5. 5.
    Olson W.K., Gorin A.A., Lu X.J., Hock L.M., Zhurkin V.B. 1998. DNA sequence-dependent deformability deduced from protein–DNA crystal complexes. Proc. Natl Acad. Sci. U. S. A. 95, 11163–11168.CrossRefPubMedPubMedCentralGoogle Scholar
  6. 6.
    Sims G.E., Kim S.H. 2003. Global mapping of nucleic acid conformational space: Dinucleoside monophosphate conformations and transition pathways among conformational classes. Nucleic Acids Res. 31, 5607–5616.CrossRefPubMedPubMedCentralGoogle Scholar
  7. 7.
    Svozil D., Kalina J., Omelka M., Schneider B. 2008. DNA conformations and their sequence preferences. Nucleic Acids Res. 36, 3690–3706.CrossRefPubMedPubMedCentralGoogle Scholar
  8. 8.
    Heddi B., Oguey C., Lavelle C., Foloppe N., Hartmann B. 2009. Intrinsic flexibility of B-DNA: The experimental TRX scale. Nucleic Acids Res. 38, 1034–1047.CrossRefPubMedPubMedCentralGoogle Scholar
  9. 9.
    Abi-Ghanem J., Heddi B., Foloppe N., Hartmann B. 2010. DNA structures from phosphate chemical shifts. Nucleic Acids Res. 38, e18.CrossRefPubMedGoogle Scholar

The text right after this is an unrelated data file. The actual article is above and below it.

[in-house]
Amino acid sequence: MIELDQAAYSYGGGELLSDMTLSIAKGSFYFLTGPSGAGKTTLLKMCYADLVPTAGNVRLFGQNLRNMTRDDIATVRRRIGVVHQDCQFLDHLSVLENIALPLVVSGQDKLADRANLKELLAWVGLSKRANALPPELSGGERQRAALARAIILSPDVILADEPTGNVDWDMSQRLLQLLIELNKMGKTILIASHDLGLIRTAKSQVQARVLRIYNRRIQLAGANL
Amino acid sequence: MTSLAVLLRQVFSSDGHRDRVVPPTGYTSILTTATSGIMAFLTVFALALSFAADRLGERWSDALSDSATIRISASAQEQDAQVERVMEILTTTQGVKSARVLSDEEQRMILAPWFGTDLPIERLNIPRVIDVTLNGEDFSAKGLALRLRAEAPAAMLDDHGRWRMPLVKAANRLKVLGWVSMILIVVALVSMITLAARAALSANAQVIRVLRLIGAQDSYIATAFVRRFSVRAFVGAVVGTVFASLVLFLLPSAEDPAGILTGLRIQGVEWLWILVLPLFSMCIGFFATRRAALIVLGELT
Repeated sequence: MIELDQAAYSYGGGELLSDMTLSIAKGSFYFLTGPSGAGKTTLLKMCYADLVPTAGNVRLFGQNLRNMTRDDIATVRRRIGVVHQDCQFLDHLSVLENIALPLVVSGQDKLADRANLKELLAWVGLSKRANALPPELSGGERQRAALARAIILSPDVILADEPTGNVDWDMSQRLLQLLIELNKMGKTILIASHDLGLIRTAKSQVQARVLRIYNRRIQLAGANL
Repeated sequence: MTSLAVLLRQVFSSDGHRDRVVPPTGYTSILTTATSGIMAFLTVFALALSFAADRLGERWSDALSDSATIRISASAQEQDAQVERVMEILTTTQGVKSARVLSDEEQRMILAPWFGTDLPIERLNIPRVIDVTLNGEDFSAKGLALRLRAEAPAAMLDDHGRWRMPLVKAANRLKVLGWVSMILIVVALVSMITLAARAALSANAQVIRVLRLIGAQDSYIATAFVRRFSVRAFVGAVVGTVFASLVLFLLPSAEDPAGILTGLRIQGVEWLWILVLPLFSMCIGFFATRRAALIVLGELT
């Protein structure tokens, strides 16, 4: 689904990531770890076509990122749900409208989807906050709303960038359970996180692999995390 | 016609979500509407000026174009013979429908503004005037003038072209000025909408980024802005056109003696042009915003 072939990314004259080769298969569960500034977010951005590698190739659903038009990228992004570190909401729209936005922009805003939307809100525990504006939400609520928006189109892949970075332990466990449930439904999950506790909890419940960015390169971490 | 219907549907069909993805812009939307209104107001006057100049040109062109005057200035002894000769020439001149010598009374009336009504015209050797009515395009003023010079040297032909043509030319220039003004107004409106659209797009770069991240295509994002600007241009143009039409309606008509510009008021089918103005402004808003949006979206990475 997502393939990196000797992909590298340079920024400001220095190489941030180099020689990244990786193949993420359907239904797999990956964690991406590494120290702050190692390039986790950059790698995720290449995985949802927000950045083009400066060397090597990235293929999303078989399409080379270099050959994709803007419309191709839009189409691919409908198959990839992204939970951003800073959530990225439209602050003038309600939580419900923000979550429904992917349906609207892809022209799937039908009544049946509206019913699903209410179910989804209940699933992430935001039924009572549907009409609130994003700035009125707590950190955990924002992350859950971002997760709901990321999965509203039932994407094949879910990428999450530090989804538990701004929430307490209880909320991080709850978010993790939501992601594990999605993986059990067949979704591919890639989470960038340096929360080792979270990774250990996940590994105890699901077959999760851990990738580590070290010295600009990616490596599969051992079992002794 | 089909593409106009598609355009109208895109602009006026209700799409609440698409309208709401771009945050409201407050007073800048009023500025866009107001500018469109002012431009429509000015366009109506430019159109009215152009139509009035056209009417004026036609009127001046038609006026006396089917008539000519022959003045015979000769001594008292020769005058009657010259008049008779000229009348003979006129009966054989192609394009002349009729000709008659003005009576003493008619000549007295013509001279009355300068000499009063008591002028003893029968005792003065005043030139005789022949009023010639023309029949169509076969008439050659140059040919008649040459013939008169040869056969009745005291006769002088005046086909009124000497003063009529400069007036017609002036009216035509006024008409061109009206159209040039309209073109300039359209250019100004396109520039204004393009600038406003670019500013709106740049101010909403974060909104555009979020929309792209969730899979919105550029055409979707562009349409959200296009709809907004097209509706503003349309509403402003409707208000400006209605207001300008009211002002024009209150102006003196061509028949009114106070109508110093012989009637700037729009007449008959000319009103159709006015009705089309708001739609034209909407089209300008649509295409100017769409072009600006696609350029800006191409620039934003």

10. 10.
    Fox K.R., Waring M.J. 1984. DNA structural variations produced by actinomycin and distamycin as revealed by DNAase I footpnatiag. Nucleic Acids Res. 12, 9271–9285.CrossRefPubMedPubMedCentralGoogle Scholar
  11. 11.
    Neidle S., Pearl L.H. Skelly J.V. 1987. DNA structure and perturbation by drug binding. Biochem. J. 243, 1–13.CrossRefPubMedPubMedCentralGoogle Scholar
  12. 12.
    Bullwinkle T.J., Koudelka G.B. 2011. The lysis-lysogeny decision of bacteriophage 933W: A 933W repressormediated long-distance loop has no role in regulating 933W PRM activity. J. Bacteriol. 193, 3313–3323.CrossRefPubMedPubMedCentralGoogle Scholar
  13. 13.
    Tullius T.D. 1988. DNA footprinting with hydroxyl radical. Nature. 332, 663–664.CrossRefPubMedGoogle Scholar
  14. 14.
    Van Dyke M.W., Dervan P.B. 1983. Footprinting with MPE·Fe(II). Complementary-strand analyses of distamycin- and actinomycin-binding sites on heterogeneous DNA. Cold Spring Harbor Symp. Quant Biol. 47, 347–353.CrossRefPubMedGoogle Scholar
  15. 15.
    Spassky A., Angelov D. 1997. Influence of the local helical conformation on the guanine modifications generated from one-electron DNA oxidation. Biochemistry. 36, 6571–6576.CrossRefPubMedGoogle Scholar